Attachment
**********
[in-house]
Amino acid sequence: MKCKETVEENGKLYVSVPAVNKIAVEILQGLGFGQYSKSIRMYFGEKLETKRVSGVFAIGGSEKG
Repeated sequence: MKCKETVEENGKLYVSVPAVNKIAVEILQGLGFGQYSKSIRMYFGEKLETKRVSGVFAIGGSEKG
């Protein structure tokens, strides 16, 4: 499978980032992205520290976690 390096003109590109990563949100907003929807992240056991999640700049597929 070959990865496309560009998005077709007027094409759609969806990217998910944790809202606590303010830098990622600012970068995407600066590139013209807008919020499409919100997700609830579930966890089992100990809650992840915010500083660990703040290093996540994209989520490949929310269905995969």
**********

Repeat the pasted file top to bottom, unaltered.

[in-house]
Amino acid sequence: MKCKETVEENGKLYVSVPAVNKIAVEILQGLGFGQYSKSIRMYFGEKLETKRVSGVFAIGGSEKG
Repeated sequence: MKCKETVEENGKLYVSVPAVNKIAVEILQGLGFGQYSKSIRMYFGEKLETKRVSGVFAIGGSEKG
């Protein structure tokens, strides 16, 4: 499978980032992205520290976690 390096003109590109990563949100907003929807992240056991999640700049597929 070959990865496309560009998005077709007027094409759609969806990217998910944790809202606590303010830098990622600012970068995407600066590139013209807008919020499409919100997700609830579930966890089992100990809650992840915010500083660990703040290093996540994209989520490949929310269905995969």